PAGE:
Why One Big SCO?



There is a tendency on clients asking on hole courses made in only 1 big SCO, have you heard about it before and have any idea why is so? My guess is clients are tired of handling troubles with scorm and LMS and wanna interact with LMS as less as posible... Do you have another explanation?


We definitely see this tendency as well... there are tons of "one big SCO" courses out there.  We generally call these (listen for the ominous background music): monolithic SCOs. Truth be told, there's not much wrong with the monolithic SCO... It doesn't take advantage of some of the important tools made available to a SCORM content developer, but it's not the end of the world either.  

This question, though, is about the "Why?"  The offered explanation is a reasonable one, although, I think not the right one.  My theory is that there are not yet tools that properly take advantage of the sequencing and navigation components of SCORM 2004.  Perhaps these providers have elected to go with the monolithic SCOs because they, too, get frustrated with varied LMSs implementations.  That's probably fair.  Perhaps there isn't sufficient 2004 adoption to merit taking advantage of it.  Perhaps, they elect to program to the least common denominator because it's more practical.  (Many courses can switch between SCORM 1.2 and SCORM 2004 with little headache because the standards are consistent, even though not compatible.)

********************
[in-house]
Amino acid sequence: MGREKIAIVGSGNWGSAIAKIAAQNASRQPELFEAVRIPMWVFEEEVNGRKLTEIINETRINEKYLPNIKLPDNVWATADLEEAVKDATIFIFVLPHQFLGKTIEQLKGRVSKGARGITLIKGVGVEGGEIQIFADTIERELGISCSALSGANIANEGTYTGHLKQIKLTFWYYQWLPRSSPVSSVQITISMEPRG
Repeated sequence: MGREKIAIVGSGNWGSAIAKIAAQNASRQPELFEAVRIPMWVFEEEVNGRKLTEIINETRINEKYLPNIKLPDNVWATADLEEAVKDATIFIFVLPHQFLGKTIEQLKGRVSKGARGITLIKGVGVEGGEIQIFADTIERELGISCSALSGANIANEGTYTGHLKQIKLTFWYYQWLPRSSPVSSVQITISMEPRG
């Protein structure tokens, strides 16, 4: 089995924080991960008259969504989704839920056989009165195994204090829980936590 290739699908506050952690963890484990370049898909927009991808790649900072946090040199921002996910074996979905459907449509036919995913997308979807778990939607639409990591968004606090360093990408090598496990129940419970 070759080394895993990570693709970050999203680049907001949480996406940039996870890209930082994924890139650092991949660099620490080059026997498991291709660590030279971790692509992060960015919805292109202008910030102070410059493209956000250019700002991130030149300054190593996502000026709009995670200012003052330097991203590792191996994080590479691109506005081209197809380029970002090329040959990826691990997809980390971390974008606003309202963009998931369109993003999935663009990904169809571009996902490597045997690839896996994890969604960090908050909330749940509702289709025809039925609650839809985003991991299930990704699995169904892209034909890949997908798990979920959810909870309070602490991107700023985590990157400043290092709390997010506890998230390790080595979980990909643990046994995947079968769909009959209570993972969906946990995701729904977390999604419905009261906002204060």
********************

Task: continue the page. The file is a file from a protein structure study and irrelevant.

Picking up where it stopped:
It is, in some sense, a "chicken and egg" kind of argument.  LMSs aren't compelled to implement the advanced functionality until someone can take advantage of it (and SCORM 2004 is hard for LMS vendors).  Content providers aren't compelled until there's someone who can actually use it.  (Hey content vendors... there are over 100 LMS implementations running the SCORM Engine... that's a pretty big group... join us.)

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    Chris Phillips

    There are some really bad things that I've seen happen with monolithic SCO's.

    For example, real world, I had an executive that came to us after one of these monolithic SCO's was deployed and taken by 40k+ learners. His question was simple - how many attempts did it take his people to pass the test... unfortunately we couldn't tell him because the content and the test was in the same SCO. We couldn't tell the difference between someone opening the SCO to look at the content and someone opening the SCO to take the test. In addition the SCO had a "retake" button inside it as the last page when a user failed the test so they didn't have to close the content and get a new learning session to reattempt the test.

    The combination of these 2 things made our 'attempts data' completely unreliable. One person had 39 attempts at the SCO and another person had 5. The person with 39 attempts in reality only attempted the test 1 time and passed while the person with 5 in fact attempted the test 4 times before passing.

    Another issue is bookmarking the monolithic SCO. Lots of issues come up when you want to let them bookmark during the content but don't want bookmarking enabled if they are taking the assessment buried within the same SCO.

    Of course the monolithic SCO is going to be large and developers want to save & show users which sections inside the SCO they have completed & which they still need to take. They comeup with their own inner-tracking system leveraging SCORM objectives or even custom SCORM data. They come up with their own markup & parsing to deal with these things as well.

    I see content developers spend more time developing/testing & debugging issues like these than they spend focused on the content effectiveness or building meaningful interactions into their content.

    In my opinion it all boils down to "The LMS is ugly" and the developers want a more glossy navigation/GUI for their learners.

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